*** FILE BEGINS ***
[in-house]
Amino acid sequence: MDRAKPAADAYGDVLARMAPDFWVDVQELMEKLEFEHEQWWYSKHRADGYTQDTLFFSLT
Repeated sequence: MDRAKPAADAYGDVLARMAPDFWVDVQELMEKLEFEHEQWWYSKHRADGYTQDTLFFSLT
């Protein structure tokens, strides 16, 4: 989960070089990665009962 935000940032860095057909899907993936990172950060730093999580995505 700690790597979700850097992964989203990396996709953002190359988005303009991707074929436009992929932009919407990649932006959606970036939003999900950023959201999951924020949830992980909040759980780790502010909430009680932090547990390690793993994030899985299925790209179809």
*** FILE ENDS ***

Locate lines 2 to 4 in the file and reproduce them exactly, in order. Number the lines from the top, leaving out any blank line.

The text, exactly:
Amino acid sequence: MDRAKPAADAYGDVLARMAPDFWVDVQELMEKLEFEHEQWWYSKHRADGYTQDTLFFSLT
Repeated sequence: MDRAKPAADAYGDVLARMAPDFWVDVQELMEKLEFEHEQWWYSKHRADGYTQDTLFFSLT
């Protein structure tokens, strides 16, 4: 989960070089990665009962 935000940032860095057909899907993936990172950060730093999580995505 700690790597979700850097992964989203990396996709953002190359988005303009991707074929436009992929932009919407990649932006959606970036939003999900950023959201999951924020949830992980909040759980780790502010909430009680932090547990390690793993994030899985299925790209179809």